I’m a student of Pharmacy (B.Pharm). I am very much interested in pursuing my higher studies in US or Canada. But i am a patient of Hepatitis B as Chronic Inactive Carrier having HBsAg test Positive (+ve) only, and, HBeAg & HBV-DNA tests are Negative (-ve). Am i eligible to get the VISA and Admission in US and Canadian Universities ?
Hepatitis B and Studying in USA
Here are few answers regarding Immunization for International Students.
You would need to contact few universities and take the following statements to a doctor to confirm if you will be eligible.
From Foothill College
What is hepatitis B?
Infection with the hepatitis B virus causes the disease hepatitis B. Hepatitis B can cause liver failure and liver cancer. Approximately 60 to 80% of primary liver cancers in the world are caused by hepatitis B infection. Currently 1.25 million people in the U.S. have hepatitis B, and an estimated 60,000 people become infected every year. In the U.S., 5,000 people die every year from liver cancer or liver failure caused by hepatitis B; worldwide, a million people do.
Can I be tested for hepatitis B?
Yes, you can be tested with the hepatitis B surface antigen and surface antibody tests. The hepatitis B surface antigen test tells if you have chronic hepatitis B. The hepatitis B surface antibody test tells if you are protected against hepatitis B.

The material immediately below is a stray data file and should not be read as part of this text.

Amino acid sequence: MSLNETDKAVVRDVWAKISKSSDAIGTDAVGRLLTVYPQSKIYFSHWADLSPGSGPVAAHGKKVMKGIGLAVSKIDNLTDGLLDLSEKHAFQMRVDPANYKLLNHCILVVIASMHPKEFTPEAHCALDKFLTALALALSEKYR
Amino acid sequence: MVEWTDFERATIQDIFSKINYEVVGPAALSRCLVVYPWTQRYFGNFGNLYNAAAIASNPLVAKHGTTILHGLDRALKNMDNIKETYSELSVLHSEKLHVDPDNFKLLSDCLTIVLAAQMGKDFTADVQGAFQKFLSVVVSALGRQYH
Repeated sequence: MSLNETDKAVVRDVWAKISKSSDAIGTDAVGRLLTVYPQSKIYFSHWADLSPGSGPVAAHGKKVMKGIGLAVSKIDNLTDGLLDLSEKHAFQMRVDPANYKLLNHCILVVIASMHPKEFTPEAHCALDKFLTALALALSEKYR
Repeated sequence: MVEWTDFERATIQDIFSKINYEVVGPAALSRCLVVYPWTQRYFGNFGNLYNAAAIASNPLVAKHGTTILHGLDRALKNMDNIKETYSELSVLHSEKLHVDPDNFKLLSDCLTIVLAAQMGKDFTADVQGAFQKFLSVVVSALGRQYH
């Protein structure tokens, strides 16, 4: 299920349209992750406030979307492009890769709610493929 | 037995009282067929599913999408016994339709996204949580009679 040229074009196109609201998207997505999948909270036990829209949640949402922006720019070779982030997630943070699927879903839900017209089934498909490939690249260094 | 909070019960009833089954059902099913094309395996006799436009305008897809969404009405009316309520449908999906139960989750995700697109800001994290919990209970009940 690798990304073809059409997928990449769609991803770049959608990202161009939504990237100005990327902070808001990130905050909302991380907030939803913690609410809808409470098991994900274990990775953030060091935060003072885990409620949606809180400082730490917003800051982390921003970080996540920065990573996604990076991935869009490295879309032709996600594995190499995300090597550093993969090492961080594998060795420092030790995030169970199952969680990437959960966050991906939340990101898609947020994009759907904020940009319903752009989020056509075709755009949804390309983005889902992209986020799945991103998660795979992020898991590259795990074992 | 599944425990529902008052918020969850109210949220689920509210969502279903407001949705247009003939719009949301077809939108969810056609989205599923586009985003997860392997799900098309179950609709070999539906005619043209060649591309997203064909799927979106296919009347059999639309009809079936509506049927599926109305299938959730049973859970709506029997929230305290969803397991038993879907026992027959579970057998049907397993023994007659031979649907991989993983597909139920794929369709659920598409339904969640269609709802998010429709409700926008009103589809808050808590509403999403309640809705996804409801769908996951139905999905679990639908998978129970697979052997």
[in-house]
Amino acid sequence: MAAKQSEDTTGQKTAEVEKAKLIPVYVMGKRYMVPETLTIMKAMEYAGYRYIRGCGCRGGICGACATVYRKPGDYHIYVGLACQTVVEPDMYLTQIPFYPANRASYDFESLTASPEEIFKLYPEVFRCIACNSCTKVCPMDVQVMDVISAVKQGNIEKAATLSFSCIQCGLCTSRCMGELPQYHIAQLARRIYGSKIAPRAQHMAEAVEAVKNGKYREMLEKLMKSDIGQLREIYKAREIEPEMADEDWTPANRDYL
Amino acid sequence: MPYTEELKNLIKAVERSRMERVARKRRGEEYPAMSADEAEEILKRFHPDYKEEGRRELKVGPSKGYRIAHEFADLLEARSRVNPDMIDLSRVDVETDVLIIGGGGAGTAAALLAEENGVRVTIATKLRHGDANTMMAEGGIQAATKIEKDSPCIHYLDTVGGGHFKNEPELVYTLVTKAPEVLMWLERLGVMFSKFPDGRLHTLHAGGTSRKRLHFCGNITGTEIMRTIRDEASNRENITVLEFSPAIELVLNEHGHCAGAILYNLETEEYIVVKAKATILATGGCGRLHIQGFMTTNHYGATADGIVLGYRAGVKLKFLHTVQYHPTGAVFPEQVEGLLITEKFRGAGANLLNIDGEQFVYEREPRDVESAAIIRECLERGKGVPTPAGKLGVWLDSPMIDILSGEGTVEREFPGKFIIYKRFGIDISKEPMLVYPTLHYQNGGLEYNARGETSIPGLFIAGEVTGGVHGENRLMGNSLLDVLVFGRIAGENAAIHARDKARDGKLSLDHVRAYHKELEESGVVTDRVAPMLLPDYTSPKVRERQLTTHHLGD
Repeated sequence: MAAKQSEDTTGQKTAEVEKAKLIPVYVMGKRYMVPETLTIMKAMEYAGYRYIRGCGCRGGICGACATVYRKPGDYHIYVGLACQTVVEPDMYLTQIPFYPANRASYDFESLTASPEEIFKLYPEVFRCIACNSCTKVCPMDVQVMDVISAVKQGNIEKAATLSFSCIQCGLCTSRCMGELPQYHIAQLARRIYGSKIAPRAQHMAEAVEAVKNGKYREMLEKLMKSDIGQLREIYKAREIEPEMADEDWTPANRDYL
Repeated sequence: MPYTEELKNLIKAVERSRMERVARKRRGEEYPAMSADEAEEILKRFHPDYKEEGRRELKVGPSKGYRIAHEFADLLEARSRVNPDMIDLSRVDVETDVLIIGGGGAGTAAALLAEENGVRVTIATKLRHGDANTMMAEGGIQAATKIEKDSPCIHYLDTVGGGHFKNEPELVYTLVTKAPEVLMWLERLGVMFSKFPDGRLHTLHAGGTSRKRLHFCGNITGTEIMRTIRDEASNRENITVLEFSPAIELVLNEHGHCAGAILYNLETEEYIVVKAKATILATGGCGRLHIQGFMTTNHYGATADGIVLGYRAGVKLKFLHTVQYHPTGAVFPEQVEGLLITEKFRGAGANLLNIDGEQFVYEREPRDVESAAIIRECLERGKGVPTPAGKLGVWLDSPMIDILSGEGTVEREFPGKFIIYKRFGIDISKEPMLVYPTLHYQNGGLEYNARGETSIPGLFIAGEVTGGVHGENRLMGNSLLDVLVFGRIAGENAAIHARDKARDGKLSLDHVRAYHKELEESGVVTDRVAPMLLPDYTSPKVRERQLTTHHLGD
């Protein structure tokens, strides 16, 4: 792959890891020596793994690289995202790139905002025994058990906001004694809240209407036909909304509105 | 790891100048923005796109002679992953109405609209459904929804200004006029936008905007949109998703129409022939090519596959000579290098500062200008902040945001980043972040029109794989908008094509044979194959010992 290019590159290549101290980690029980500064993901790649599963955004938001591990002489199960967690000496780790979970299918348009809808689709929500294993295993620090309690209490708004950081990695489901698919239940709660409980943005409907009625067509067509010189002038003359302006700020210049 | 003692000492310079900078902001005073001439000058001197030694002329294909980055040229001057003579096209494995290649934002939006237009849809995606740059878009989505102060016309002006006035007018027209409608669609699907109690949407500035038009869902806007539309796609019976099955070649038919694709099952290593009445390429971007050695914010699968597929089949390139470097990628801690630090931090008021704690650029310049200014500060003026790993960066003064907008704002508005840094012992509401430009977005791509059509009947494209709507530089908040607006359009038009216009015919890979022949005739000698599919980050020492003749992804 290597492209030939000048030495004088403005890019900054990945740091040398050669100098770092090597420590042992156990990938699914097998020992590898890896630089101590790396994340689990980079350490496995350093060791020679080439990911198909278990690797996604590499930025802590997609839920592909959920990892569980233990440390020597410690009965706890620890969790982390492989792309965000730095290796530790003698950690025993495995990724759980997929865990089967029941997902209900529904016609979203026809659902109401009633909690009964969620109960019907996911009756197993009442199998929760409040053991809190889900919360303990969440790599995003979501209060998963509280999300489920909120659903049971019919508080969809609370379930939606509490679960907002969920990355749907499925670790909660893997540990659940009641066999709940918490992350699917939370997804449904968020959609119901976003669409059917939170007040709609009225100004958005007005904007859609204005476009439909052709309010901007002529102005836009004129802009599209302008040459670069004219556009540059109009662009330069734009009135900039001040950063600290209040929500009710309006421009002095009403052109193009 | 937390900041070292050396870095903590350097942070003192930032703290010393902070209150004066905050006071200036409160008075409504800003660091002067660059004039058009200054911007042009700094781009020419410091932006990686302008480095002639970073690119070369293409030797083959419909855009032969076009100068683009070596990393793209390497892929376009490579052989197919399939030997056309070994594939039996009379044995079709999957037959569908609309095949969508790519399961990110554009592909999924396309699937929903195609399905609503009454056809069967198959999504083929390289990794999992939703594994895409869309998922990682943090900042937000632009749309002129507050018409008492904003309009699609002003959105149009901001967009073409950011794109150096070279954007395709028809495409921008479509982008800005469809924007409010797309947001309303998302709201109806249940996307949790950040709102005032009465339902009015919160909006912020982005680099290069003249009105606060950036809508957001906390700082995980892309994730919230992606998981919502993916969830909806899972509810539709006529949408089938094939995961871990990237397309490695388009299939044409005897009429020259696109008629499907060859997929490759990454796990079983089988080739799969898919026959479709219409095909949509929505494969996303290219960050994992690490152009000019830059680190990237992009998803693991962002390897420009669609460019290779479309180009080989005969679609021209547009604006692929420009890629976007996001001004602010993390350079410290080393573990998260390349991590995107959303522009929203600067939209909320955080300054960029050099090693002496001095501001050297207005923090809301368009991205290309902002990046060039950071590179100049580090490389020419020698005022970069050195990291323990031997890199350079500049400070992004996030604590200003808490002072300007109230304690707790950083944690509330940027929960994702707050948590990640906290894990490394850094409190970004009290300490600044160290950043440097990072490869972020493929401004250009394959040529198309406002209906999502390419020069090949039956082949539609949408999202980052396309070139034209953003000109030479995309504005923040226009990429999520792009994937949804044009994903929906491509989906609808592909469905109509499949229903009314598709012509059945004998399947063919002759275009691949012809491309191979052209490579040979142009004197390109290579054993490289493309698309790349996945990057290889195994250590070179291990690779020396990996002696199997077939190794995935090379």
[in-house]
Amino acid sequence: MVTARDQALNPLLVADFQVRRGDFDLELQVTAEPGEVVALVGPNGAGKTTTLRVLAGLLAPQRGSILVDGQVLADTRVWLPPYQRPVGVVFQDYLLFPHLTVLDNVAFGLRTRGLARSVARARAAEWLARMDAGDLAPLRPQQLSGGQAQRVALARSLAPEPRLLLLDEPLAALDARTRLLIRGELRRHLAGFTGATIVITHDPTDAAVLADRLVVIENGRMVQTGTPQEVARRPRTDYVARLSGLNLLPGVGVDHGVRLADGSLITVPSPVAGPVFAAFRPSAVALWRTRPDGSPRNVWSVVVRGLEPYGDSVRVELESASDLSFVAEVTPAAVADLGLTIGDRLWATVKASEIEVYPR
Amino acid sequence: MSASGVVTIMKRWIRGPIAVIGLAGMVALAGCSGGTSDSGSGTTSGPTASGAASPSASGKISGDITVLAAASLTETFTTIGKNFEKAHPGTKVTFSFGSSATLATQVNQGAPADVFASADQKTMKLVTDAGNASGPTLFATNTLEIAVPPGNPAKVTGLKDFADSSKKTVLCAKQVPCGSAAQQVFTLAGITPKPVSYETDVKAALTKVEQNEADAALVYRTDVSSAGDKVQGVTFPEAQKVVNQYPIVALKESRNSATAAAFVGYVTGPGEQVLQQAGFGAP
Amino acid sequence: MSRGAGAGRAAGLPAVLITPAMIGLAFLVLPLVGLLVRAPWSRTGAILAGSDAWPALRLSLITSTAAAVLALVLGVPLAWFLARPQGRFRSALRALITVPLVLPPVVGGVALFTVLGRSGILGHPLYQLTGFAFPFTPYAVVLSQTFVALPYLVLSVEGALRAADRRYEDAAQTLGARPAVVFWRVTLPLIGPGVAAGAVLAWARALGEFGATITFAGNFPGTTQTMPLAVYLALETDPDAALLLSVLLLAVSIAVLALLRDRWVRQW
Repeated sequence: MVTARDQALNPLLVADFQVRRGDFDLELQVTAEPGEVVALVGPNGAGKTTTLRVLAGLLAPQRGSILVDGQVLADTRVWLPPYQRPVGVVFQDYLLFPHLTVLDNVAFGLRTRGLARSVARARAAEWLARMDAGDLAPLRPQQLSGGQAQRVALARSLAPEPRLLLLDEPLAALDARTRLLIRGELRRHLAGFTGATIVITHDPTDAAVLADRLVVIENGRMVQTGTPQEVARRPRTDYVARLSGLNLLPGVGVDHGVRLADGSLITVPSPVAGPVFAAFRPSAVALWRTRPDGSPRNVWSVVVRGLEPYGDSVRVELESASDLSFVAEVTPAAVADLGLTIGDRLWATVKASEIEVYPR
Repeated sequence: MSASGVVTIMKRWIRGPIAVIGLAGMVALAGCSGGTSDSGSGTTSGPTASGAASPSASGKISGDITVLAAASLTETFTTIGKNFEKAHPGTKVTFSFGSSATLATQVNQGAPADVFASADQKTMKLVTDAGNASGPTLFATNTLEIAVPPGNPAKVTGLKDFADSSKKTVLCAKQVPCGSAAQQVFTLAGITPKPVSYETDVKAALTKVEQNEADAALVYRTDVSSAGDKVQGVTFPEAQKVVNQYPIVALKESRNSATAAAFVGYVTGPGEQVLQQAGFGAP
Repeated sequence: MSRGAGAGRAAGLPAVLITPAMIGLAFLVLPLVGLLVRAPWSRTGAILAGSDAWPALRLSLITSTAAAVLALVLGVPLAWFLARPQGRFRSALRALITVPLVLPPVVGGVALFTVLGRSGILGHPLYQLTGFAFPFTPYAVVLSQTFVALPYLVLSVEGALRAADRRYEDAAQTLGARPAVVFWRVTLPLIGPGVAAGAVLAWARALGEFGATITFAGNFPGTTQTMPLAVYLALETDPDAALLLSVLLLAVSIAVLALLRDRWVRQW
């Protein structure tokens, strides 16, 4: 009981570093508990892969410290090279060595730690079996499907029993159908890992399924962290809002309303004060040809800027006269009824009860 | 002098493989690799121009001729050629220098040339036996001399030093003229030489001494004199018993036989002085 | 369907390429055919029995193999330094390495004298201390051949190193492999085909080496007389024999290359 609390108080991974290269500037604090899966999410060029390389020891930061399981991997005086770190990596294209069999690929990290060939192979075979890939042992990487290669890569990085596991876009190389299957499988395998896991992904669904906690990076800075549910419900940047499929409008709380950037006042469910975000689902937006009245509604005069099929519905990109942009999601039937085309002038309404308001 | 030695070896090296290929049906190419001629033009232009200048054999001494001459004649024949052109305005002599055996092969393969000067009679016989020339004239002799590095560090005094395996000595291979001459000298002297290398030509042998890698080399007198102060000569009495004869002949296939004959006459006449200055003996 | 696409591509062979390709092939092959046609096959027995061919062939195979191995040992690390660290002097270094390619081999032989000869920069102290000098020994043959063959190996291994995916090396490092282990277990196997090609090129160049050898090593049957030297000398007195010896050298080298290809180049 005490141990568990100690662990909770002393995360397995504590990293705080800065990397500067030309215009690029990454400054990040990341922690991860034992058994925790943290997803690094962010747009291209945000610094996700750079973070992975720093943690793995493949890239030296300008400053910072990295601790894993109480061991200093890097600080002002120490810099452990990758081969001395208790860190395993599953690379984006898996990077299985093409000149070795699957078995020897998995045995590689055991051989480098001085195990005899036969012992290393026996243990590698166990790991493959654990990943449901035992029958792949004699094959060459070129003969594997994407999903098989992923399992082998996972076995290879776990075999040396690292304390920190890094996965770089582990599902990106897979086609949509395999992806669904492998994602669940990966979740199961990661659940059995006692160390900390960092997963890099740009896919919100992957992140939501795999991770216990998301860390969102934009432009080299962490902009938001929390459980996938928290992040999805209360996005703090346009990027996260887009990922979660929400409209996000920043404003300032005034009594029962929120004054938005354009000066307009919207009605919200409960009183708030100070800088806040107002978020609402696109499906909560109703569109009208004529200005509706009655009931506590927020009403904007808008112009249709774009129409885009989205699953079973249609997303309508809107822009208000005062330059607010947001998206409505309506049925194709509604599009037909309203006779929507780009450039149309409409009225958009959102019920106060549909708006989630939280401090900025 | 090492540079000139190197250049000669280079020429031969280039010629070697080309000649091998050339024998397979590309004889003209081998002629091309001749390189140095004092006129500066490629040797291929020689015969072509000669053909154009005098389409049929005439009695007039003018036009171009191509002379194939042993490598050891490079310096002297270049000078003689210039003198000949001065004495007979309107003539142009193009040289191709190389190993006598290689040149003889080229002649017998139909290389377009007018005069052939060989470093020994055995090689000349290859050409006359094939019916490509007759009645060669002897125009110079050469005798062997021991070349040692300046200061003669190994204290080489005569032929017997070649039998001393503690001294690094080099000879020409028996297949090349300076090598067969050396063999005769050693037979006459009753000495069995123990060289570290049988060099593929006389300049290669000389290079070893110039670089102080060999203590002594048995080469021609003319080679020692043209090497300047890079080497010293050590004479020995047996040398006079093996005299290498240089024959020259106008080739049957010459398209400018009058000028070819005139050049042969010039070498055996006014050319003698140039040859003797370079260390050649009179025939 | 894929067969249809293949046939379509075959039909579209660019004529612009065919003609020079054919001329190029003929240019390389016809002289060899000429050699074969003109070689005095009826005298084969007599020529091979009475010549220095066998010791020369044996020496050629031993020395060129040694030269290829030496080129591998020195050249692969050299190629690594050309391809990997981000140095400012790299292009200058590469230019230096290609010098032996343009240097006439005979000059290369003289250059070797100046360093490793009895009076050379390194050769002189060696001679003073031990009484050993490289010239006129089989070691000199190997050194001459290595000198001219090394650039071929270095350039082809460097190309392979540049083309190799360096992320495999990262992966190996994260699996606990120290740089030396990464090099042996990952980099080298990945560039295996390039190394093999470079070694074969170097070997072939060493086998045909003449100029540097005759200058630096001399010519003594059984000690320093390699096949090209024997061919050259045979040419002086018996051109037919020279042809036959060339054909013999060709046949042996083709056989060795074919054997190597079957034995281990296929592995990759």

Is there a vaccine for hepatitis B?
Yes, there is a vaccine for hepatitis B. People who have not been vaccinated for hepatitis B should get the three-shot hepatitis B vaccination series. If you have had the hepatitis B surface antigen and surface antibody tests and had negative results, this means that you are not protected against hepatitis B and that you should get vaccinated. All newborns should also be vaccinated at birth. The hepatitis B vaccine is very effective at preventing hepatitis B and liver cancer. The World Health Organization has called the hepatitis B vaccine the “first anti-cancer vaccine.”
Hepatitis B is a serious liver disease caused by the hepatitis B virus (HBV). HBV infection can affect people of all ages and lead to liver disease. Some people are never able to rid themselves of the virus, and this long-term, or chronic, HBV infection can cause chronic liver disease, liver cancer, and death.
The virus is found in the blood and body fluids of infected people and is most often spread among adults through sexual contact or by sharing needles and other drug paraphernalia with an infected person.
HBV can also be spread in households of HBV-infected persons or by passage of the virus from an HBV-infected mother to her infant during birth.
Hepatitis B can be a silent disease, often infecting many people without making them feel sick. Unfortunately, 30 percent of those infected with HBV are not aware that they are carriers and can infect others. Hepatitis B symptoms might include loss of appetite, fatigue, stomachache, nausea and vomiting, yellowing of the whites of the eyes (jaundice), and/or joint pain. Vaccination can help prevent people from contracting hepatitis B.
The HBV vaccine is 96 percent effective following a series of three shots over a six-month period. The most common side effect of the vaccine is soreness at the injection site. Vaccine recipients
cannot get the disease from the vaccine